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June 19, 2020

On June 21, Canadians celebrate National Indigenous Peoples Day to honour the unique heritage, diverse cultures and outstanding contributions of First Nations, Métis and Inuit peoples.

June 21 was first celebrated as National Aboriginal Day in 1996, after it was proclaimed that year by then Governor General of Canada Roméo LeBlanc. This date was chosen as a holiday for many reasons, including its cultural significance as the summer solstice and because it is a day on which many Indigenous peoples and communities traditionally celebrate their heritage. It was renamed from National Aboriginal Day in 2017.

The Truth and Reconciliation report highlighted the struggles Indigenous people have faced due to colonialism, Residential Schools, the Sixties Scoop, broken treaties, and the Indian Act. On June 21, National Indigenous Peoples Day, let’s recommit ourselves to writing a different narrative by celebrating Indigenous culture and daily acts of reconciliation.

Every year on National Indigenous Peoples Day, people from every corner in the province are strongly encouraged to celebrate by participating in events that highlight the achievements Indigenous peoples have made throughout history. Events can include:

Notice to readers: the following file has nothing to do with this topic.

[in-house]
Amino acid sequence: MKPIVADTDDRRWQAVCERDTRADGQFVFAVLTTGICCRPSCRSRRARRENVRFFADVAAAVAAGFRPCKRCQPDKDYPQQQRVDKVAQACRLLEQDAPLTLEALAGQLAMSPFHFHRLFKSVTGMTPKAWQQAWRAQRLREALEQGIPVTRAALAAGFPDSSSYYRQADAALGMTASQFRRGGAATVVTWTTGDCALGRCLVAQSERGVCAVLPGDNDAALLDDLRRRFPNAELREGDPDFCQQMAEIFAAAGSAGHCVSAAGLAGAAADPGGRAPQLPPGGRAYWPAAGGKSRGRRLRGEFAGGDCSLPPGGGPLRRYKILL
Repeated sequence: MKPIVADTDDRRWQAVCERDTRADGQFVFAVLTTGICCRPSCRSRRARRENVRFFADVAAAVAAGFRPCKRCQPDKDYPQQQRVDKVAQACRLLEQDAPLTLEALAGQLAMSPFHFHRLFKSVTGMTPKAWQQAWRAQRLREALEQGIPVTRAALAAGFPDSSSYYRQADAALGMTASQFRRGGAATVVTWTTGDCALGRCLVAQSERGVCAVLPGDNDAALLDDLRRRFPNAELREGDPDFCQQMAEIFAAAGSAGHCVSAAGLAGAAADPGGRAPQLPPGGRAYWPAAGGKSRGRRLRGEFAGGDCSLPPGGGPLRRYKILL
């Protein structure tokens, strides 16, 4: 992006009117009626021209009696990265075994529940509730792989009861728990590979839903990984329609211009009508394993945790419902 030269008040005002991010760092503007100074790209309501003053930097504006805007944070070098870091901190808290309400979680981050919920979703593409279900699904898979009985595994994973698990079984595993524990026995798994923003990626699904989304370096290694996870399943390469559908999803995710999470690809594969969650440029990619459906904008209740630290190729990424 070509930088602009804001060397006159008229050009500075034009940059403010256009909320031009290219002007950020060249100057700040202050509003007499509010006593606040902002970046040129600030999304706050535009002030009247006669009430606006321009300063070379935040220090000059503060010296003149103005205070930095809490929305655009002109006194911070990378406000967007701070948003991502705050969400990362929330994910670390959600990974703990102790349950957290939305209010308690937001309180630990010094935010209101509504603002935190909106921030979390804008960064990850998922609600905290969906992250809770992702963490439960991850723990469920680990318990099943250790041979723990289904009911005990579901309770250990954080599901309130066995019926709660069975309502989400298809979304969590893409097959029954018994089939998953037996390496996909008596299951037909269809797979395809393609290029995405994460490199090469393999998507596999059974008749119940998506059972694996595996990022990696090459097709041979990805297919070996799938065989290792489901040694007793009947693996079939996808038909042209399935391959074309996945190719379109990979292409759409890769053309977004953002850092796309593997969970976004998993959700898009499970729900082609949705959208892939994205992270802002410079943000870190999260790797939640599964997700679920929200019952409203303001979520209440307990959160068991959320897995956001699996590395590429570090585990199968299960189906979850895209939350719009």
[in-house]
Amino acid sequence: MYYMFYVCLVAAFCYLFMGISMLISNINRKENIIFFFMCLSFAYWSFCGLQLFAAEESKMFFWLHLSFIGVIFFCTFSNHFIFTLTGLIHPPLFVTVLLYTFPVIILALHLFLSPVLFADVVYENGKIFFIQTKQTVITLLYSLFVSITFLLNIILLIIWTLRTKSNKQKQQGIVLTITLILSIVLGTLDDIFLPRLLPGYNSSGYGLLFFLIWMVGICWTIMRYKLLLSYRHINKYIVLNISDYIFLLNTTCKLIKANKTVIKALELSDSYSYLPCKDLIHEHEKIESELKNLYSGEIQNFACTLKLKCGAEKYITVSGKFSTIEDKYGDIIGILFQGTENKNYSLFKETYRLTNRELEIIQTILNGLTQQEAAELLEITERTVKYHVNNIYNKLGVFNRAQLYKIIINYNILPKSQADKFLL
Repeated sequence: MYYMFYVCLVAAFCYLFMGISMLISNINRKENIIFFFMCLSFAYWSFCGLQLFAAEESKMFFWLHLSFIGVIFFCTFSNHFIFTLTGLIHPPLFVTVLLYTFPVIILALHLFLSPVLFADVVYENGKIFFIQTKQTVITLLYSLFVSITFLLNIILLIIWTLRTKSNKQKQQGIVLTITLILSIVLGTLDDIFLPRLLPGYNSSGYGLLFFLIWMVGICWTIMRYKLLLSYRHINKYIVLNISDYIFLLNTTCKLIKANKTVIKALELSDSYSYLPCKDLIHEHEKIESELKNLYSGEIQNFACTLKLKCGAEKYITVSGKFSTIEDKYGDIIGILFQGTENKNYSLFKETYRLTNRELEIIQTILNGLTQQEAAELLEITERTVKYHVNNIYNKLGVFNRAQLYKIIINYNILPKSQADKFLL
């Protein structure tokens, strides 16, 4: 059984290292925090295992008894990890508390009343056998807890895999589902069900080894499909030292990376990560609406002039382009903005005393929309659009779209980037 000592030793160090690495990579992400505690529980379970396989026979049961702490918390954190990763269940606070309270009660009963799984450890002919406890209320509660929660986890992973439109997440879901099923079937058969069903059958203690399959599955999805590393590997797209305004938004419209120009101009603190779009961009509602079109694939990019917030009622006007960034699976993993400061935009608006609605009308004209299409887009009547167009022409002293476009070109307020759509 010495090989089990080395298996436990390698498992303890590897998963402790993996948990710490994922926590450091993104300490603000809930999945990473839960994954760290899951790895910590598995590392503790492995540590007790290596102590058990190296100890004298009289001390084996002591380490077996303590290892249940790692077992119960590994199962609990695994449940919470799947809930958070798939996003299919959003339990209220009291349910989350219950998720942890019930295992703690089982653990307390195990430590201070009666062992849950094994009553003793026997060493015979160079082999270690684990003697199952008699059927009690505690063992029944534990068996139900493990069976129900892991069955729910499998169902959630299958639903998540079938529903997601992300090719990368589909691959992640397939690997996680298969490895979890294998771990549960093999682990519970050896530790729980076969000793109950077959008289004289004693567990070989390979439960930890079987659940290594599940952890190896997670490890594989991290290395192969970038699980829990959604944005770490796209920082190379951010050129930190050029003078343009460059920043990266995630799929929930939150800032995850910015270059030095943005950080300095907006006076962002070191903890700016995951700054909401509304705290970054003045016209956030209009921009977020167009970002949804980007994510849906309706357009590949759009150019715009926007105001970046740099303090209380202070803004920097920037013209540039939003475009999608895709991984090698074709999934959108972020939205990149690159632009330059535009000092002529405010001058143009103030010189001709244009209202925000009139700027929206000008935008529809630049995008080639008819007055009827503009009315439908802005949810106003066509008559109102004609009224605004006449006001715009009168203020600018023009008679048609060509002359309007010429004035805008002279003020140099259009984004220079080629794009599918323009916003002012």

• summer solstice festivals
  • social networking gatherings with traditional and contemporary music, dance and song
  • sacred fire extinguishing ceremonies
  • traditional feasts, which may include fried bread and moose stew

Last year, the National Inquiry into Missing and Murdered Indigenous Women and Girls issued its long awaited report that characterizes the violence inflicted against Indigenous women, girls, and 2SLGBTQQIA people as genocide.

We each must take action in our unions and communities to implement the recommendations of the Truth and Reconciliation Commission and the National Inquiry into Missing and Murdered Indigenous Women and Girls.

The OFL encourages affiliates to support the Truth and Reconciliation Commission of Canada (TRC) recommendation 80, which calls for a statutory holiday for Truth and Reconciliation. Declaring June 21 a statutory holiday is one step toward re-writing the narrative of Canadian history into one of reconciliation that honours the cultures and achievements of First Nations, Métis and Inuit peoples.

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COPE 343

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